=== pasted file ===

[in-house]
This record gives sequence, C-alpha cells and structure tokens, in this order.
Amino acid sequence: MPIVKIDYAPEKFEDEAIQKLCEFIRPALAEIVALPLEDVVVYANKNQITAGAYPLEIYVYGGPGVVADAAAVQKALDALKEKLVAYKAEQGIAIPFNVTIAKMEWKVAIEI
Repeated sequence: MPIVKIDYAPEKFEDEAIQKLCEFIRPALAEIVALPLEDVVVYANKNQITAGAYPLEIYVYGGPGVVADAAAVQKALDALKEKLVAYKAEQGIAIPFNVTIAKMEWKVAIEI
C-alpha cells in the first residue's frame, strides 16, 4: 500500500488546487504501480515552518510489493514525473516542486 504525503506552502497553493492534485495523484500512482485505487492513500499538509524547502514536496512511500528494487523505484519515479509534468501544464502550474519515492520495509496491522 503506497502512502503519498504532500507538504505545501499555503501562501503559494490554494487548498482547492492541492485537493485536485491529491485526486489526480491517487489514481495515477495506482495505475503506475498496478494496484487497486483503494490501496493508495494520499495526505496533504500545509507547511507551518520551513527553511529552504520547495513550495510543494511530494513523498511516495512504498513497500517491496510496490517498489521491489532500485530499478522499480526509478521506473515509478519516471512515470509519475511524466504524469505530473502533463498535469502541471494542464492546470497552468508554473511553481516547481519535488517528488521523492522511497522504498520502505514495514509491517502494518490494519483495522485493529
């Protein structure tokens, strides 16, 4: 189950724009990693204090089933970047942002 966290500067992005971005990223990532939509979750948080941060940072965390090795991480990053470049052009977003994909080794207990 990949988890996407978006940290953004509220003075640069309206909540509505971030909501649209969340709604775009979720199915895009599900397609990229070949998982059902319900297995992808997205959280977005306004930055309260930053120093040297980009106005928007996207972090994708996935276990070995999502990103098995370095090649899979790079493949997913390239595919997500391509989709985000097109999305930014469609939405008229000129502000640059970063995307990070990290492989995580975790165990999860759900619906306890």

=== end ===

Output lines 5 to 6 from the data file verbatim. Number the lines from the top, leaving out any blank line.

C-alpha cells in the first residue's frame, strides 16, 4: 500500500488546487504501480515552518510489493514525473516542486 504525503506552502497553493492534485495523484500512482485505487492513500499538509524547502514536496512511500528494487523505484519515479509534468501544464502550474519515492520495509496491522 503506497502512502503519498504532500507538504505545501499555503501562501503559494490554494487548498482547492492541492485537493485536485491529491485526486489526480491517487489514481495515477495506482495505475503506475498496478494496484487497486483503494490501496493508495494520499495526505496533504500545509507547511507551518520551513527553511529552504520547495513550495510543494511530494513523498511516495512504498513497500517491496510496490517498489521491489532500485530499478522499480526509478521506473515509478519516471512515470509519475511524466504524469505530473502533463498535469502541471494542464492546470497552468508554473511553481516547481519535488517528488521523492522511497522504498520502505514495514509491517502494518490494519483495522485493529
């Protein structure tokens, strides 16, 4: 189950724009990693204090089933970047942002 966290500067992005971005990223990532939509979750948080941060940072965390090795991480990053470049052009977003994909080794207990 990949988890996407978006940290953004509220003075640069309206909540509505971030909501649209969340709604775009979720199915895009599900397609990229070949998982059902319900297995992808997205959280977005306004930055309260930053120093040297980009106005928007996207972090994708996935276990070995999502990103098995370095090649899979790079493949997913390239595919997500391509989709985000097109999305930014469609939405008229000129502000640059970063995307990070990290492989995580975790165990999860759900619906306890």